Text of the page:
1oom, openings which last for a limited time and through which the horizontal woof-thread
must be shot. The vertical warp-threads in the Loom of Time were seen as human spinal cords,
with the head or psyche hanging down as a loom-weight, while the horizontal woof-thread was
the thread of the Gods. The crossings of these threads, the kairoi, were fatal moments which
transfix each life.

These snares which cannot be avoided, these fates that drag us down towards death were also
seen as poroi, opportunities. The noose of fate at a kairos is drawn tight by a God; its
transformation is a loosening which is equally a God's gift. But the loosening implies another
binding, an imaginative binding related to the Mystery Cults whose initiates put on the circle of
the Gods. This linking of ends and beginnings, a crowning of the psyche is experienced by the
initiate as the act of putting on a new fate.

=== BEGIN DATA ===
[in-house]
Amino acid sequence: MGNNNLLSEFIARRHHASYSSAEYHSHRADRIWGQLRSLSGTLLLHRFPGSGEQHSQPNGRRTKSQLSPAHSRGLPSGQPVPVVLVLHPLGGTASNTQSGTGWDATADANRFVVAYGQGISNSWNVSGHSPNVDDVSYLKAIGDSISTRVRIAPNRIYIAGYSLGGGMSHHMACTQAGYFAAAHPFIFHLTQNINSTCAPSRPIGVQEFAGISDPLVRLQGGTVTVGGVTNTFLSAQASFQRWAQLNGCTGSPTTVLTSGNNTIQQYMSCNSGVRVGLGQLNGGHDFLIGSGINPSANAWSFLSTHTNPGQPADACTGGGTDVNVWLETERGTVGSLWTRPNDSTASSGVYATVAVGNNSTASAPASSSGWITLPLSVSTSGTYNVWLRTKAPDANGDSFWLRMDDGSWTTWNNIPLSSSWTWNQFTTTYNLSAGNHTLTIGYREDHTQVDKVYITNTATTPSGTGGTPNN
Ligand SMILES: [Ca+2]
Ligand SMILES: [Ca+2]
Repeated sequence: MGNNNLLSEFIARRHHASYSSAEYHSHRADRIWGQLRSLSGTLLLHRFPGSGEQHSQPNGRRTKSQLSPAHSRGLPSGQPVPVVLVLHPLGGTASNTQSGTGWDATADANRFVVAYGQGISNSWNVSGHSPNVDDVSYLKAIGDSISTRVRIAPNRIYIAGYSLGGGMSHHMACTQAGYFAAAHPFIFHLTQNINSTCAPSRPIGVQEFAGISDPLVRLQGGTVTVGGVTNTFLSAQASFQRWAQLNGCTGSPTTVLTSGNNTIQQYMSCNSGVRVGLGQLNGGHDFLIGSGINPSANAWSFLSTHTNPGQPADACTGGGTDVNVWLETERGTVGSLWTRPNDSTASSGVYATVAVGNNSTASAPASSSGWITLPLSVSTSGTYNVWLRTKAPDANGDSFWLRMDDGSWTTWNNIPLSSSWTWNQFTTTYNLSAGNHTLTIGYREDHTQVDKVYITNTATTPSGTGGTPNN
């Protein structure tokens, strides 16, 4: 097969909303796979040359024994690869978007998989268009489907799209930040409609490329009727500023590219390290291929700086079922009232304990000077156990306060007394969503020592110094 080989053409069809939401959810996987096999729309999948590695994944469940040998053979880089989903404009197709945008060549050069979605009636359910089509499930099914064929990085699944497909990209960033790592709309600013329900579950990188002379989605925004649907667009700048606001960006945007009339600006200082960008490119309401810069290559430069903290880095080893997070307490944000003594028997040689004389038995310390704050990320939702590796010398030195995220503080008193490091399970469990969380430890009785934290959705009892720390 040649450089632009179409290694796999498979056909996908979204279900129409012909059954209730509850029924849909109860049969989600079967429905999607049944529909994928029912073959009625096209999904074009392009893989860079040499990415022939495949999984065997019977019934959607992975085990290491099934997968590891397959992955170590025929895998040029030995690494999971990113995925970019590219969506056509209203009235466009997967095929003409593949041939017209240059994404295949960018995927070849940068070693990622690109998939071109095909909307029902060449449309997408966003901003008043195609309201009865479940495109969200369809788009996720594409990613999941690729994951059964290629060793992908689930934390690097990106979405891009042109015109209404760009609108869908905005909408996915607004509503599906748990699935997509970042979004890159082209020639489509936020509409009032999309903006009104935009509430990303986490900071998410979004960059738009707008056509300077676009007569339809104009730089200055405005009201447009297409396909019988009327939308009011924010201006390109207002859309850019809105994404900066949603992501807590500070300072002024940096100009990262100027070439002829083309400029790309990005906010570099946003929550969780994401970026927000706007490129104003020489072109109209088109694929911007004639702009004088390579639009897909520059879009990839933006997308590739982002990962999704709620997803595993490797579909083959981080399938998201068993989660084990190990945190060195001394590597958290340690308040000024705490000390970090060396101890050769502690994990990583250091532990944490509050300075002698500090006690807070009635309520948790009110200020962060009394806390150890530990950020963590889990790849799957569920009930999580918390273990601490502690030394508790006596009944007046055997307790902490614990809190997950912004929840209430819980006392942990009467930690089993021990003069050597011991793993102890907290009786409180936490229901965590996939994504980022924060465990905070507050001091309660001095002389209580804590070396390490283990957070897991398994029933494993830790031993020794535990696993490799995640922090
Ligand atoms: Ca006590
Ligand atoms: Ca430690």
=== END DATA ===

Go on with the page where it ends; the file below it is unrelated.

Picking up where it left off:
Synchronicity and the House of Dreams


The keys to the enlightening process at critical moment are the symbola or synthemata, the
unique divinatory images of the Gods. Each of these divinatory images is a kairos which focuses
the God's ray to transform our imagination. These images were thought to inhabit the world at
its crossings, in the things which cross our path and are knotted into our fate. Dream,
compulsion, symptom, sickness, fantasy are signs of fated encounters, psychic knots where the
individual is bound to an immortal. Each is a rupture in time, the entrance to an imaginal
world.
Here the practice of divination crosses into the zone of the uncanny, the Land of the Dead,
linking us to an invisible community, a line of ancestors stretching back to the great Dream
Animals and the Primal Images. When we engage in the drama of divination and its performative
linguistic act, the shift in our awareness sends a wave towards the future and another towards the
past, so that past, present and future are bound together. Past and future exist simultaneously
with our time, a non-locality where all points in space-time are in touch with all other points.
This is the place where the invisible world and the visible one conjoin in the mystery that Jung
called synchronicity, a mastery that is a healing of religious experience. By enacting an image
here, we heal time. We enter the House of Dreams, joining the present to past and future in a
new and living relation.